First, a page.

Any stock market investors here?
If so, I was just wondering if there are any books or steps (classes, etc) you took or recommend to really learn it. And for what you recommend, what exactly do you do? (long term, short, daytrade, calls, sell high buy low, buy low sell high, etc)
I'm looking to get into doing daytrading a few hours a week and some safe long term.
I can easily google stock trading and stock books on amazon, but I like to hear from people actually doing it.
Also related, how do you monitor and decide when to buy/sell? For example if you have stock in yahoo, do you each day look out for news on yahoo, or are you also looking at news for internet industry, and the markets in general? It seems like so many layers of information one must keep track of to know if the company itself, the industry, or the stock market in general may cause the price to rise or drop and I wonder how people can keep up with that.
I'd suggest signing up for one of the dummy / trial accounts to practice with pretend money first.
From what I know you can make a lot of money very quickly but that usually means you can also lose a lot very quickly so be careful and practice first !
I've been wondering the same thing. I remained ignorant of such as a JW since the end was imminent. Now I want to know.
Hi EndofMysteries, By opening an account and depositing $500 at TDAmeritrade www.tdameritrade.com, you will be able to download ThinkorSwim software. With the ThinkorSwim software you will be able to listen to trading chats by professional traders as well as using PaperMoney and OnDemand features to practice trading with virtual money. Don't do any day trading until you have practised trading using PaperMoney or OnDemand for at least 1 year.
Best of Wishes.
Peace be with you and everyone, who you love,
Me. I am more of the Warren Buffet school of thought of buying into good value companies for the long term. That way you do not have to be concerned with bull and bear markets. There is also great tax benefits, at least in Australia, since you do not pay Capital Gains tax until you sell, and then only on 50% of the gain.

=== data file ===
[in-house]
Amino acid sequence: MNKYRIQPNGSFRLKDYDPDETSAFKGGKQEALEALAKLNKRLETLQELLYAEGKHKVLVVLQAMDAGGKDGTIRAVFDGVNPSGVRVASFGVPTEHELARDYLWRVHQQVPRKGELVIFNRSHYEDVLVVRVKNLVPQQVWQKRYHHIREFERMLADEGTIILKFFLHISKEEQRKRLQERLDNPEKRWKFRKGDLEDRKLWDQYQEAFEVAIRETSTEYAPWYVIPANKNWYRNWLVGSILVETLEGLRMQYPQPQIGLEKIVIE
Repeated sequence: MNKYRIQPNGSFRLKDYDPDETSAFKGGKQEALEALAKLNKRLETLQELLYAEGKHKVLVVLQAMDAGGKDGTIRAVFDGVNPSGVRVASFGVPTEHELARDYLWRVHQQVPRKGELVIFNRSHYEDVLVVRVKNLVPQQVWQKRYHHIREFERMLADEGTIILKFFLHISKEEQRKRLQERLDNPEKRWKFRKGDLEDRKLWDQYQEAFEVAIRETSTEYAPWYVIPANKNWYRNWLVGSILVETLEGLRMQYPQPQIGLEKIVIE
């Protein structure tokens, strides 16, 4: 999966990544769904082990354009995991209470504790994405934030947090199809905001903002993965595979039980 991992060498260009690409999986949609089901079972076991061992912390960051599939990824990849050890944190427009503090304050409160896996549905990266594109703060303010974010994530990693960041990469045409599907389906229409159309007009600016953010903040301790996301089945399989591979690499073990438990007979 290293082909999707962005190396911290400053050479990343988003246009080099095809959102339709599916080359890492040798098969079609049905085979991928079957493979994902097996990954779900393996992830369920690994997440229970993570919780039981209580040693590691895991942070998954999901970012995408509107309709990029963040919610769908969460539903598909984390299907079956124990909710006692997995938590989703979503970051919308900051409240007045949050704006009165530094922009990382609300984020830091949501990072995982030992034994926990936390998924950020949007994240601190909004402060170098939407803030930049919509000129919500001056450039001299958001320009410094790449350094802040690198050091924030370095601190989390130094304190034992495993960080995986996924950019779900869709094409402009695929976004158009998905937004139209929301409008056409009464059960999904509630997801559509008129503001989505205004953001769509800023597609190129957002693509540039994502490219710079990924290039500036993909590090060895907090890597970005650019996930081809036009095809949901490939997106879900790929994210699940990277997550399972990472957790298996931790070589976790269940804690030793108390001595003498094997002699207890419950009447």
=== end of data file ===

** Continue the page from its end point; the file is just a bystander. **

Day trading is risky, particularly if you are just planning on getting into the market now, when the market is already very high.
We had a brother on this site who was a CFA (Chartered Financial Analysts for a tier 1 Firm), they are the people who move stocks with "Upgrades and Downgrades", he faded away for now.
For INVESTING ala Warren Buffet read any Benjamin Graham. All classics- the balance sheet- long term undervalued approach. Warren Buffet was his pupil. Hard to argue with a billionaire.
I made very good money for clients and myself with Peter Lynch's books. (26% IRR) The former manager of the Magellan Fund.
For day trading: The classic " Reminisces of a stock operator" 1923 Jesse Livermore. Herd mentality, reading the tape, human nature- very wealthy trader.
Use PLAY money!!!!!!!! At first.
I have an old office mate from Merril Lynch. He is Mensa, & has 2 PHDs makes 6+ figures a year day trading 10 hrs a day in his pajamas. He STILL gets his ASS kicked every couple of years and calls me almost suicidal. Day trading is not easy. Please be careful..... you are betting against pros- some governments- WTBTS types- off-shore scammers and 3rd world governments who do insider trading daily.. Remember ANY information you have access to is OLD and possibly BS.
Learn puts, stops and spreads.
Getting a second job and putting all that money into ETFs and an Index IRA is a LOT less work.
Be careful when investing in anything on paper. Companies can and do go out of business, leaving you with worthless wallpaper. Dividends go down or get cancelled to make more profit for the big guys playing around, and you take a bath. And, if the dollar becomes toilet paper, and it mathematically must, it matters not how many shares you have at what nominal price. If your stock sells for 10 million toilet papers, and a single sheet of real toilet paper costs a sextillion toilet papers, you take a bath on your stocks.
The same caution applies for investing in paper commodities. I do not recommend investing in paper silver (which is a promise for silver), except with risk capital. That silver might not be on hand when the contract comes due, and the toilet papers you get for it may well be worthless or not able to buy the contracted amount of silver on the open market. Rather, I strongly suggest buying and holding the real metals--in these situations, your real metals could become the difference between survival and starvation. And this silver and gold will become the basis for the next currency--they will not take toilet papers in exchange for whatever new currency we get next, but silver and gold will be exchangeable if you see fit.